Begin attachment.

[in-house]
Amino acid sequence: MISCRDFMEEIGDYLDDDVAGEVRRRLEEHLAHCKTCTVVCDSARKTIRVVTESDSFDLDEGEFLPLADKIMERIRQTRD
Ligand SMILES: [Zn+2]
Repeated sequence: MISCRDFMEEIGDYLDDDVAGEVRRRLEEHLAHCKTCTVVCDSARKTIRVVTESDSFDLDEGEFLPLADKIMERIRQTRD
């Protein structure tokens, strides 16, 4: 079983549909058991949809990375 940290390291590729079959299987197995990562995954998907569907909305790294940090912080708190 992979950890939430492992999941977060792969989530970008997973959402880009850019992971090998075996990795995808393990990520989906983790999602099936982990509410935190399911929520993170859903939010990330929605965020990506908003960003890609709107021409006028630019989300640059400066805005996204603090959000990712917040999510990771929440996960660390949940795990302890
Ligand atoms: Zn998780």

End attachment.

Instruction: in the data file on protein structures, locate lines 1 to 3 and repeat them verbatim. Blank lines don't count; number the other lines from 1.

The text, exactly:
[in-house]
Amino acid sequence: MISCRDFMEEIGDYLDDDVAGEVRRRLEEHLAHCKTCTVVCDSARKTIRVVTESDSFDLDEGEFLPLADKIMERIRQTRD
Ligand SMILES: [Zn+2]